Summary by: Joseph C. Monahan, Saul Ewing LLP

AIRROC’s New Jersey Commutations and Networking Forum included a panel presentation entitled “Rhode Island Regulation 68 – A View Of It In Practice.”  Locke Lord LLP’s Al Bottalico moderated the panel, comprised of: Karen Boisvert, Swiss Re America’s Senior Vice President, Casualty Underwriting; Rhode Island Superintendent of Banking and Insurance Elizabeth Kelleher Dwyer; Christopher Brennan, Legal Specialist with the New Jersey Department of Banking and Insurance’s Office of Solvency Regulation; and Mory Katz, Managing Director of U.S., Pro Global Insurance Solutions, plc. 

            As amended in August 2015, Regulation 68 provides another option for the management of run-off liabilities in the form of “insurance business transfers” or “IBTs”, which require either re-domestication to Rhode Island or the formation of a new company domiciled in Rhode Island.  As Ms. Dwyer explained, in order to undertake an IBT, an insurer must be solvent and adequately reserved.  Moreover, the Regulation applies only to commercial property and casualty lines of business.  An application for approval of the IBT plan must be submitted to the Rhode Island regulators.  Assuming the proposed IBT receives that regulatory approval, the plan is then submitted for court approval.  Ms. Dwyer emphasized that a carrier considering an IBT under Regulation 68 should first discuss its plans with her office before applying, as such communication will help to move the process along more smoothly.  Ms. Dwyer’s goal is to complete the review and approval process within 90 days, and that, depending on the time of year and completeness of the application, the process could potentially be accomplished in as little as one month.  After that, she estimated that the requisite court approval could take approximately nine months to a year, but that it may go faster as the Rhode Island court gains more experience with the procedure. 

The focus of the approval process is the protection of policyholders and the regulators require confirmation that all policyholders have received proper notice of the plan.  As part of the application, the applicant must file an actuarial report, and Rhode Island will hire its own actuary to review and analyze that filing.  Ms. Dwyer’s office will provide the court with an opinion regarding the plan and will monitor the plan’s implementation in order to ensure policyholder protection, and she emphasized that the Insurance Department will oppose an IBT if it appears the new entity will be undercapitalized or have insufficient reserves.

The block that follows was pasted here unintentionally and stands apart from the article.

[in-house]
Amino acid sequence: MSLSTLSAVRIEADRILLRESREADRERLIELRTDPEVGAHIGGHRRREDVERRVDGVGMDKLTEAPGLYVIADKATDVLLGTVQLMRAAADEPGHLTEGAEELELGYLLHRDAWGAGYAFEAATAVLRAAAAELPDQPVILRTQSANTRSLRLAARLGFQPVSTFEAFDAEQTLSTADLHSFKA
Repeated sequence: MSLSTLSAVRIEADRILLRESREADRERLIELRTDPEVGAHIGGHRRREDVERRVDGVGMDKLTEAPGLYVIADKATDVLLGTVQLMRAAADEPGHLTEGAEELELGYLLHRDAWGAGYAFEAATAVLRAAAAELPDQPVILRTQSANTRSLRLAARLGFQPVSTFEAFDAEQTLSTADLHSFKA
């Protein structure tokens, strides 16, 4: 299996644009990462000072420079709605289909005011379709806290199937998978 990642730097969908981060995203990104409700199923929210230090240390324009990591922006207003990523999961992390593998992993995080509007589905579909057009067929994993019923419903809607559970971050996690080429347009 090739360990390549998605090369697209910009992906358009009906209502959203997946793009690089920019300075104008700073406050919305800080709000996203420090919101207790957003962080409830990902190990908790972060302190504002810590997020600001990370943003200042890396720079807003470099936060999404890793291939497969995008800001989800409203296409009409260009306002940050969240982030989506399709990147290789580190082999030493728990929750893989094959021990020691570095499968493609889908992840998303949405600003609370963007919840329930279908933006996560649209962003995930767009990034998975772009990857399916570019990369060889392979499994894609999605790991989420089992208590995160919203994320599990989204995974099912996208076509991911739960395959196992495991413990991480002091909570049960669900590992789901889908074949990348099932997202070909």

Ms. Boisvert explained that Regulation 68 allows for legal finality with respect to run-off, and likened it to Part VII Transfers in the United Kingdom.  She further noted that the Regulation allows for a transfer of the balance sheet and provides for capital relief along with regulatory oversight to protect policyholders. She indicated the procedure can be used both for internal consolidation and to facilitate the acquisition or transfer of legacy books of business between parties. 

            Mr. Brennan expressed that this is uncharted territory, such that New Jersey does not have protocols in place to evaluate a proposed IBT.  He did note, however, that before New Jersey would give up oversight of anything that would impact policyholders, his office would take a very close look at the proposal.  That said, he expressed that New Jersey is in favor of anything that will help the market and free up capital so long as policyholders are protected in the process.  He stressed that New Jersey intends to work closely with Rhode Island as a second set of eyes.  Like Ms. Dwyer, he emphasized the importance of communication with the New Jersey regulators in advance of submitting an application for an IBT.  In so doing, the company should be ready to explain why the proposal is not harmful to its policyholders, and should focus on the adequacy of reserves. The panel agreed that a company considering an application under Regulation 68 should consult with the regulators in any state where there is a large block of policyholders.

Mr. Katz spoke on behalf of Pro Global, a U.K. based company with offices in the U.S. that was the first to apply under Regulation 68 to allow it to accept IBTs for purposes of managing legacy books.  He indicated that Pro Global has significant experience with Part VII Transfers in the U.K.  The name of its Rhode Island domestic will be ProTucket.    Mr. Katz stated that client demand was behind Pro Global’s decision to submit its application and opined that he believes the market for such transactions will prove to be substantial.